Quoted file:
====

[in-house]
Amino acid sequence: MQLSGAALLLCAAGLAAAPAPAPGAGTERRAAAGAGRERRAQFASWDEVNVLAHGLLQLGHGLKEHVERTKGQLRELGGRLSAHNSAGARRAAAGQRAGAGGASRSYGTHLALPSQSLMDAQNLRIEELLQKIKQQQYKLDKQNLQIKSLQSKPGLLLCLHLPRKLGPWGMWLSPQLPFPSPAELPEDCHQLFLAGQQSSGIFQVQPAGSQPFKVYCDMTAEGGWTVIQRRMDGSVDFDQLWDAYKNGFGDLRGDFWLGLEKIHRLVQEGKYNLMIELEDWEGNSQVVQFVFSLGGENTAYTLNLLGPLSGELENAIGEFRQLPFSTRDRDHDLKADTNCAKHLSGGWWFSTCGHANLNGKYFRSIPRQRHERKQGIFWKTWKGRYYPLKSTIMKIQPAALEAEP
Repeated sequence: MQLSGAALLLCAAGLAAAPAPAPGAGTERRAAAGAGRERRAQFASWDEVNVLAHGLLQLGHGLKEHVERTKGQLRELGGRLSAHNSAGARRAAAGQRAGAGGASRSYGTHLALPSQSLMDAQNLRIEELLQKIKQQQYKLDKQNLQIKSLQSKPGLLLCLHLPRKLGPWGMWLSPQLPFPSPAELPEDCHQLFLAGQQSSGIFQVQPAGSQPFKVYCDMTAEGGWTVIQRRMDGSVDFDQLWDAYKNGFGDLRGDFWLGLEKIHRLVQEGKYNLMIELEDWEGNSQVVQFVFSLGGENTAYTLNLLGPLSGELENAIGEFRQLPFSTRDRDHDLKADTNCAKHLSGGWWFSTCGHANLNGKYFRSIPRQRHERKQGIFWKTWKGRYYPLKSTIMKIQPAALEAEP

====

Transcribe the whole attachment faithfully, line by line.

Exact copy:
[in-house]
Amino acid sequence: MQLSGAALLLCAAGLAAAPAPAPGAGTERRAAAGAGRERRAQFASWDEVNVLAHGLLQLGHGLKEHVERTKGQLRELGGRLSAHNSAGARRAAAGQRAGAGGASRSYGTHLALPSQSLMDAQNLRIEELLQKIKQQQYKLDKQNLQIKSLQSKPGLLLCLHLPRKLGPWGMWLSPQLPFPSPAELPEDCHQLFLAGQQSSGIFQVQPAGSQPFKVYCDMTAEGGWTVIQRRMDGSVDFDQLWDAYKNGFGDLRGDFWLGLEKIHRLVQEGKYNLMIELEDWEGNSQVVQFVFSLGGENTAYTLNLLGPLSGELENAIGEFRQLPFSTRDRDHDLKADTNCAKHLSGGWWFSTCGHANLNGKYFRSIPRQRHERKQGIFWKTWKGRYYPLKSTIMKIQPAALEAEP
Repeated sequence: MQLSGAALLLCAAGLAAAPAPAPGAGTERRAAAGAGRERRAQFASWDEVNVLAHGLLQLGHGLKEHVERTKGQLRELGGRLSAHNSAGARRAAAGQRAGAGGASRSYGTHLALPSQSLMDAQNLRIEELLQKIKQQQYKLDKQNLQIKSLQSKPGLLLCLHLPRKLGPWGMWLSPQLPFPSPAELPEDCHQLFLAGQQSSGIFQVQPAGSQPFKVYCDMTAEGGWTVIQRRMDGSVDFDQLWDAYKNGFGDLRGDFWLGLEKIHRLVQEGKYNLMIELEDWEGNSQVVQFVFSLGGENTAYTLNLLGPLSGELENAIGEFRQLPFSTRDRDHDLKADTNCAKHLSGGWWFSTCGHANLNGKYFRSIPRQRHERKQGIFWKTWKGRYYPLKSTIMKIQPAALEAEP